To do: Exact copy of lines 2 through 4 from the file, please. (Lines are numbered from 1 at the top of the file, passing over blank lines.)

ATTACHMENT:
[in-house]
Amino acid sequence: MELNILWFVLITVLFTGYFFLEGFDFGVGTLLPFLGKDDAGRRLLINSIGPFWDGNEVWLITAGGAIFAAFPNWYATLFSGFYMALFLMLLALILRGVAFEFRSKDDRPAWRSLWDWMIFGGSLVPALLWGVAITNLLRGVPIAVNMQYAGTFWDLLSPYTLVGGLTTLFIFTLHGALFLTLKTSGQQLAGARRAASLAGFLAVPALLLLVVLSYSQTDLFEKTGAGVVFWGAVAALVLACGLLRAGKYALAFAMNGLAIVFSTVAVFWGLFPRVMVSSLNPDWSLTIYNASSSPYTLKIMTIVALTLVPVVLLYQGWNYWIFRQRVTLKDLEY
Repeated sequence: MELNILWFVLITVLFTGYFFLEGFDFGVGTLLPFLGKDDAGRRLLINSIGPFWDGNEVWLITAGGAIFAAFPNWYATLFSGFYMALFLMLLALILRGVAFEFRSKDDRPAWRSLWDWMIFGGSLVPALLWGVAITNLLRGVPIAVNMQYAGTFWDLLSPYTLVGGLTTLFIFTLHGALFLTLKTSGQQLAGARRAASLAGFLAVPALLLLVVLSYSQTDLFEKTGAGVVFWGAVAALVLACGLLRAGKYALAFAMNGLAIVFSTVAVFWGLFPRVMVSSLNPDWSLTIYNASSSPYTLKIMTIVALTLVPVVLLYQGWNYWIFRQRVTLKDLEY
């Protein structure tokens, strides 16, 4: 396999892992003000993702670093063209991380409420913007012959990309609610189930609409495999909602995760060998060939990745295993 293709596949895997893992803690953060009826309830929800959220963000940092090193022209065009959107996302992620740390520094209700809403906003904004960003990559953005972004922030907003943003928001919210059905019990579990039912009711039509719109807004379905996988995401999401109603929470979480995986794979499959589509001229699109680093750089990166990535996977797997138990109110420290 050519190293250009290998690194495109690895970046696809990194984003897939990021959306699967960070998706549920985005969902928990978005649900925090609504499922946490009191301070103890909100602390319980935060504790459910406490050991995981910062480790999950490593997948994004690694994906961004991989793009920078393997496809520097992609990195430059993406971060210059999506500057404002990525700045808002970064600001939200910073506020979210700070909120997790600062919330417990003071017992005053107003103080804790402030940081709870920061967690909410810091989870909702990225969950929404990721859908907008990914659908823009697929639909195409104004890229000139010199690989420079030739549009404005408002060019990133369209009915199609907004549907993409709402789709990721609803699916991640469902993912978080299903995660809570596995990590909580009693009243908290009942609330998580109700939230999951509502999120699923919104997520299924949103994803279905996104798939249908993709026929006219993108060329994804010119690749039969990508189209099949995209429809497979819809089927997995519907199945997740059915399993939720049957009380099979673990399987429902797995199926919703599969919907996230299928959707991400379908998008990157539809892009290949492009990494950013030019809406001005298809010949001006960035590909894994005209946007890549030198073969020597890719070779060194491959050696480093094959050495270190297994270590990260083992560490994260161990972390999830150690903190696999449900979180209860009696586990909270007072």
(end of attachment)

Amino acid sequence: MELNILWFVLITVLFTGYFFLEGFDFGVGTLLPFLGKDDAGRRLLINSIGPFWDGNEVWLITAGGAIFAAFPNWYATLFSGFYMALFLMLLALILRGVAFEFRSKDDRPAWRSLWDWMIFGGSLVPALLWGVAITNLLRGVPIAVNMQYAGTFWDLLSPYTLVGGLTTLFIFTLHGALFLTLKTSGQQLAGARRAASLAGFLAVPALLLLVVLSYSQTDLFEKTGAGVVFWGAVAALVLACGLLRAGKYALAFAMNGLAIVFSTVAVFWGLFPRVMVSSLNPDWSLTIYNASSSPYTLKIMTIVALTLVPVVLLYQGWNYWIFRQRVTLKDLEY
Repeated sequence: MELNILWFVLITVLFTGYFFLEGFDFGVGTLLPFLGKDDAGRRLLINSIGPFWDGNEVWLITAGGAIFAAFPNWYATLFSGFYMALFLMLLALILRGVAFEFRSKDDRPAWRSLWDWMIFGGSLVPALLWGVAITNLLRGVPIAVNMQYAGTFWDLLSPYTLVGGLTTLFIFTLHGALFLTLKTSGQQLAGARRAASLAGFLAVPALLLLVVLSYSQTDLFEKTGAGVVFWGAVAALVLACGLLRAGKYALAFAMNGLAIVFSTVAVFWGLFPRVMVSSLNPDWSLTIYNASSSPYTLKIMTIVALTLVPVVLLYQGWNYWIFRQRVTLKDLEY
């Protein structure tokens, strides 16, 4: 396999892992003000993702670093063209991380409420913007012959990309609610189930609409495999909602995760060998060939990745295993 293709596949895997893992803690953060009826309830929800959220963000940092090193022209065009959107996302992620740390520094209700809403906003904004960003990559953005972004922030907003943003928001919210059905019990579990039912009711039509719109807004379905996988995401999401109603929470979480995986794979499959589509001229699109680093750089990166990535996977797997138990109110420290 050519190293250009290998690194495109690895970046696809990194984003897939990021959306699967960070998706549920985005969902928990978005649900925090609504499922946490009191301070103890909100602390319980935060504790459910406490050991995981910062480790999950490593997948994004690694994906961004991989793009920078393997496809520097992609990195430059993406971060210059999506500057404002990525700045808002970064600001939200910073506020979210700070909120997790600062919330417990003071017992005053107003103080804790402030940081709870920061967690909410810091989870909702990225969950929404990721859908907008990914659908823009697929639909195409104004890229000139010199690989420079030739549009404005408002060019990133369209009915199609907004549907993409709402789709990721609803699916991640469902993912978080299903995660809570596995990590909580009693009243908290009942609330998580109700939230999951509502999120699923919104997520299924949103994803279905996104798939249908993709026929006219993108060329994804010119690749039969990508189209099949995209429809497979819809089927997995519907199945997740059915399993939720049957009380099979673990399987429902797995199926919703599969919907996230299928959707991400379908998008990157539809892009290949492009990494950013030019809406001005298809010949001006960035590909894994005209946007890549030198073969020597890719070779060194491959050696480093094959050495270190297994270590990260083992560490994260161990972390999830150690903190696999449900979180209860009696586990909270007072």